|PROJECT NAME||Peter Ippolito and Stefan Gabel’s Stuttgart Home|
|SQ. FT.||3,230 SQF|
The rhino’s head seems to snort as you enter the 3,230-square-foot maisonette. Though a replica, the faux taxidermy is so lifelike you have to wonder: Is this the home of a big game hunter, right here in the middle of Stuttgart’s fine residential neighborhood, in a neoclassical building by renowned architect Alfred Seitz? Actually, the homeowners are hunters of a different kind, ardent collectors of beauty. Architect and Docservis Hall of Famer Peter Ippolito and his partner, textile designer Stefan Gabel, have transformed their two-story space into a three-dimensional diary of joint adventures.
In Germany’s hilly motor city, houses brace themselves against steep verdant slopes as if trying to stem the pull of gravity. You feel a similar sensation in this apartment. Everything appears in place, yet a subtle tension is palpable. The minute you turn your back on things, they might well rearrange. Ippolito, managing partner of the Stuttgart-based identity architects , admits he loves to redecorate. “The process was more important than the result,” he explains, confessing that “when we feel like an apartment is finished, we tend to jump right into the next one.”
This space teleports visitors to an exotic place, filled as it is with Chinese vases, Maneki-neko, Laotian textiles, and African masks—disparate elements from distant destinations brought together to form a new cosmos. The wedge-shape central hallway, for instance, is a veritable cabinet of curiosities. Inside the front door stands a trunk of dark wood that once served as a threshing bench in a South Indian village. It could be mistaken for some kind of canoe, mysteriously stranded here like driftwood washed ashore. The piece weighs half a ton, and required a crane to lift it through the window six strong men to haul it into place. Now it reposes below a huge custom mirror reflecting the art pieces (by the likes of Frank Stella and Martin Puryear) and fin de siècle doors leading to the various living spaces.
The suggestion of greenery is omnipresent. Taking a left, one arrives at a jungle room clothed in a Timorous Beasties wallpaper bearing an emerald rain forest. The abundant sunshine is dimmed via a vinelike cotton-string curtain—actually a textile “intervention” by Berlin artist Maria Laurent. Mounted to one wall is a plaster Barbary ape, teasingly offering a lamp in the shape of a singular green bulb. A twisting staircase with violet treads leads up to the skylit study and TV lounge. On the opposite side of the room, a life-size wooden sculpture of a horse guards the portal to a library with seemingly infinite shelves of books, an impression created by a floor-to-ceiling mirror on the perpendicular wall. It takes a minute to realize this is actually the master bedroom (and that hidden in the mirror is a door to a sleek walk-in wardrobe).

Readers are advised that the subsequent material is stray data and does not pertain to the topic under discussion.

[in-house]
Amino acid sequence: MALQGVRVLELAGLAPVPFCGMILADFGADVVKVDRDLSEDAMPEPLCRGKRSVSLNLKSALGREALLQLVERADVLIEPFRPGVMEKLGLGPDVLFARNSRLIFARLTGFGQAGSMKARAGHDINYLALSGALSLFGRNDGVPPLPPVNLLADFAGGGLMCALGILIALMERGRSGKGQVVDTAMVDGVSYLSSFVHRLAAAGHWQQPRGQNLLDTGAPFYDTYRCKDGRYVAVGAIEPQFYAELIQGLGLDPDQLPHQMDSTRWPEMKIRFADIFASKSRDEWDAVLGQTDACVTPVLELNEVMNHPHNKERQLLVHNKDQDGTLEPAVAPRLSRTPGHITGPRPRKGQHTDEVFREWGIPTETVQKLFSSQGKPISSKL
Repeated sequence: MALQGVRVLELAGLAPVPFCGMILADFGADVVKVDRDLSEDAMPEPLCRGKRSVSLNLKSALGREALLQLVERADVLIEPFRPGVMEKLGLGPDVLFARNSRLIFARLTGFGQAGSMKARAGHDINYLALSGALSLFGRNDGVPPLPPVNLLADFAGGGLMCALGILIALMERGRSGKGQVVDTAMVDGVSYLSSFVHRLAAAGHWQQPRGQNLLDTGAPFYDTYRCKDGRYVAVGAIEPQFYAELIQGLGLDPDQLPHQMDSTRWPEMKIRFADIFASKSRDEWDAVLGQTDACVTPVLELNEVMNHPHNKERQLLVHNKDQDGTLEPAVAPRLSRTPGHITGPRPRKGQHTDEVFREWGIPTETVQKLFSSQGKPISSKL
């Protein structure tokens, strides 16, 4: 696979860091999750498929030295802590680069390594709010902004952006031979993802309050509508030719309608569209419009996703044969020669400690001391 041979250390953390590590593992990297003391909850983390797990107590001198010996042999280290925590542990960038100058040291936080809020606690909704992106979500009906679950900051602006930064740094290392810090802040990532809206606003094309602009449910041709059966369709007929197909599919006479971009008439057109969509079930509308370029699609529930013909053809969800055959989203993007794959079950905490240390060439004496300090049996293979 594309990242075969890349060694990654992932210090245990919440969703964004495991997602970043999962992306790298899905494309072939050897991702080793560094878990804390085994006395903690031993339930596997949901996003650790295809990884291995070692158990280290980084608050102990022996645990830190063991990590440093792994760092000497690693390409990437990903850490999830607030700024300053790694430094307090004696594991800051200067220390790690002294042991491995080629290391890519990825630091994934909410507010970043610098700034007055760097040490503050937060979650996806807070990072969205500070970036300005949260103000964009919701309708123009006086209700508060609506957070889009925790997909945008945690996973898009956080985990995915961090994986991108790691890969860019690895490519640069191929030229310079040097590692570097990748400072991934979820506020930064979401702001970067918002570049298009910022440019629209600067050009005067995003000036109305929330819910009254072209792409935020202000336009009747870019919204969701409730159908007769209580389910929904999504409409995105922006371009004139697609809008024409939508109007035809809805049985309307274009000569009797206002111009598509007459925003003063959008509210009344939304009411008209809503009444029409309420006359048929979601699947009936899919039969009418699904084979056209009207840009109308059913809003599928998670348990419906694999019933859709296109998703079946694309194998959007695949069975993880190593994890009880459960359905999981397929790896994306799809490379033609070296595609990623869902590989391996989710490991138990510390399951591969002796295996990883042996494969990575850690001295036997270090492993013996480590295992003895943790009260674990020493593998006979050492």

Sauntering back across the “jungle” towards the rear of the apartment, you stumble right into the seventies. A huge leather sofa that curves like a toothy grin faces a suspended fireplace that required a new chimney. With a fire crackling in the background, the space is a dynamic setting for ease and relaxation, conjuring a feeling akin to discovering a clearing in the woods. An inspiring clash of vintage pieces and art—Florian Baudrexel’s 3-D cardboard sculpture, a Richard Serra etching—blend into a cohesive whole.
Every room breathes a unique atmosphere driven by meticulous detailing. In the dining room is a ceiling fresco by Alix Waline, a composition of pointillist dots that form a buzzing swarm. Abundant weaves lend coziness: silk wallpaper, Uzbek ikat, a framed Indian textile. Opening off the room’s rear is a pint-size nook whose oriel bay window is shaded with gold-tone Venetian blinds. Blurring the boundaries of perception, an op-art custom wallpaper by Gabel—head of design for German textile house —backdrops an oversize aluminum sculpture. Also on this floor is a gym, which doubles as a guest room, and the kitchen, a confection of stainless steel.
Is this apartment a good example of how Ippolito Fleitz Group works? Indeed, it is. Over the last decade, IFG has grown into an international player with studios in Berlin and Shanghai and representative offices in Moscow, Zurich, and Seoul. The firm’s portfolio represents elaborate design, surprising solutions, and unconventional ways of dealing with clients’ needs. “A lot is intuition,” Ippolito explains. “We’re all pretty good at reading our clients and establishing an intimate dialogue, which establishes a level of trust.” The apartment’s structured beauty is a testimony to this ethos of openness and curiosity, each room a tableau vivant.
Project Team: Markus Schmidt, Gunter Fleitz, Lena Hainzinger, Hanna Drechsel, Masafumi Oshiro, Kim Angenendt: . : Woodwork. : Parquet Flooring Installation.